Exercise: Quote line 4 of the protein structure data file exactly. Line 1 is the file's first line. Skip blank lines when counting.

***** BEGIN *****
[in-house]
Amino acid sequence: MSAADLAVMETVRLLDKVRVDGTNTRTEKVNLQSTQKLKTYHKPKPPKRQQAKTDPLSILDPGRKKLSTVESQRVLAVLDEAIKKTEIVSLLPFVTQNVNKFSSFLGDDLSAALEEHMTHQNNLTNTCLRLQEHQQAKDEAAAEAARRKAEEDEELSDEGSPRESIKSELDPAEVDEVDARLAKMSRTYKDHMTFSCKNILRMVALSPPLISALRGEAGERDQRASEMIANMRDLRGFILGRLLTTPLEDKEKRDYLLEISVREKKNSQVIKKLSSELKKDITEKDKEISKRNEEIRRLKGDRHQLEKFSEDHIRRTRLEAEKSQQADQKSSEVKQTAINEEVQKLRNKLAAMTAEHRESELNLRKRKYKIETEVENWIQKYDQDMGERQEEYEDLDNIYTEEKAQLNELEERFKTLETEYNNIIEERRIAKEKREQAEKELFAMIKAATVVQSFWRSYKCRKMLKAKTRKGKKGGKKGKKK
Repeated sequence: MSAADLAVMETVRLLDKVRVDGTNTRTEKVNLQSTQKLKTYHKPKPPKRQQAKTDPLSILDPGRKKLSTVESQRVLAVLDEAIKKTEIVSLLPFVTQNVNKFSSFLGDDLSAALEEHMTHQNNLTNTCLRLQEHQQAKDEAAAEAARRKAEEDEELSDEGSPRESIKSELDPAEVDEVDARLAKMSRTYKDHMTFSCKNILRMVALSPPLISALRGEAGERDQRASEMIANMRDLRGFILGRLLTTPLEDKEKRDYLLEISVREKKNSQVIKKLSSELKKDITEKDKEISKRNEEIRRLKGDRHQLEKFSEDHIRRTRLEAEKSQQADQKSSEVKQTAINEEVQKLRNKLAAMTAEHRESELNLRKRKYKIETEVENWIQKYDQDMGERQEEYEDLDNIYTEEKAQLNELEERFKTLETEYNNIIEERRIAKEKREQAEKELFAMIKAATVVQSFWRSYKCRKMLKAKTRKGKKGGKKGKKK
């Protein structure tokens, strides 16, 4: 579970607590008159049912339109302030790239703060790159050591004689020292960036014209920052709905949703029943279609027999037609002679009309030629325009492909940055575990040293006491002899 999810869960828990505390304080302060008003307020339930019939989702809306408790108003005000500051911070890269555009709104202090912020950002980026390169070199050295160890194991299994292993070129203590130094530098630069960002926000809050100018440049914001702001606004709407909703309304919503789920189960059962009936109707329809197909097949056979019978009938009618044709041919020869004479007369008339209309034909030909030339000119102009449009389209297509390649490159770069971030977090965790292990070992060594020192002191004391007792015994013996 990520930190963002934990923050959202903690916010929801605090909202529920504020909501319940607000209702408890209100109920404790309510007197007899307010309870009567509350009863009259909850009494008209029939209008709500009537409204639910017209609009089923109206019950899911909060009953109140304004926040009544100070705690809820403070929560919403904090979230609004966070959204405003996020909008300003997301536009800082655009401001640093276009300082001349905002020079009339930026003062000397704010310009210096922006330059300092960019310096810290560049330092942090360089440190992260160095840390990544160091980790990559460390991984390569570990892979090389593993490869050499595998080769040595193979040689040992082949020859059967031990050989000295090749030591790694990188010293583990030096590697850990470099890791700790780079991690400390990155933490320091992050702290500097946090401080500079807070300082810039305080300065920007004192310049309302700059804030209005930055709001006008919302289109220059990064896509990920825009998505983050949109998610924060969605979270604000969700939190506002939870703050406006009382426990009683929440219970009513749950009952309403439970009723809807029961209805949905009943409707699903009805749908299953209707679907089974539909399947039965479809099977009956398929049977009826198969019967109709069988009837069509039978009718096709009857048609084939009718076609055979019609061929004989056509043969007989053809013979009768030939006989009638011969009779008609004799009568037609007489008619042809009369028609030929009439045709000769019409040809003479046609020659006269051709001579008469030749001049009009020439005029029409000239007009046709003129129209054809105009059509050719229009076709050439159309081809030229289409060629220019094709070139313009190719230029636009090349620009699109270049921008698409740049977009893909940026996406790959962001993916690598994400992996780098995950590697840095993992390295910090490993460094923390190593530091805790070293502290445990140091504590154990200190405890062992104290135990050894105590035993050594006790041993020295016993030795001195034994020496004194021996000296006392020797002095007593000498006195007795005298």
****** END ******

């Protein structure tokens, strides 16, 4: 579970607590008159049912339109302030790239703060790159050591004689020292960036014209920052709905949703029943279609027999037609002679009309030629325009492909940055575990040293006491002899 999810869960828990505390304080302060008003307020339930019939989702809306408790108003005000500051911070890269555009709104202090912020950002980026390169070199050295160890194991299994292993070129203590130094530098630069960002926000809050100018440049914001702001606004709407909703309304919503789920189960059962009936109707329809197909097949056979019978009938009618044709041919020869004479007369008339209309034909030909030339000119102009449009389209297509390649490159770069971030977090965790292990070992060594020192002191004391007792015994013996 990520930190963002934990923050959202903690916010929801605090909202529920504020909501319940607000209702408890209100109920404790309510007197007899307010309870009567509350009863009259909850009494008209029939209008709500009537409204639910017209609009089923109206019950899911909060009953109140304004926040009544100070705690809820403070929560919403904090979230609004966070959204405003996020909008300003997301536009800082655009401001640093276009300082001349905002020079009339930026003062000397704010310009210096922006330059300092960019310096810290560049330092942090360089440190992260160095840390990544160091980790990559460390991984390569570990892979090389593993490869050499595998080769040595193979040689040992082949020859059967031990050989000295090749030591790694990188010293583990030096590697850990470099890791700790780079991690400390990155933490320091992050702290500097946090401080500079807070300082810039305080300065920007004192310049309302700059804030209005930055709001006008919302289109220059990064896509990920825009998505983050949109998610924060969605979270604000969700939190506002939870703050406006009382426990009683929440219970009513749950009952309403439970009723809807029961209805949905009943409707699903009805749908299953209707679907089974539909399947039965479809099977009956398929049977009826198969019967109709069988009837069509039978009718096709009857048609084939009718076609055979019609061929004989056509043969007989053809013979009768030939006989009638011969009779008609004799009568037609007489008619042809009369028609030929009439045709000769019409040809003479046609020659006269051709001579008469030749001049009009020439005029029409000239007009046709003129129209054809105009059509050719229009076709050439159309081809030229289409060629220019094709070139313009190719230029636009090349620009699109270049921008698409740049977009893909940026996406790959962001993916690598994400992996780098995950590697840095993992390295910090490993460094923390190593530091805790070293502290445990140091504590154990200190405890062992104290135990050894105590035993050594006790041993020295016993030795001195034994020496004194021996000296006392020797002095007593000498006195007795005298």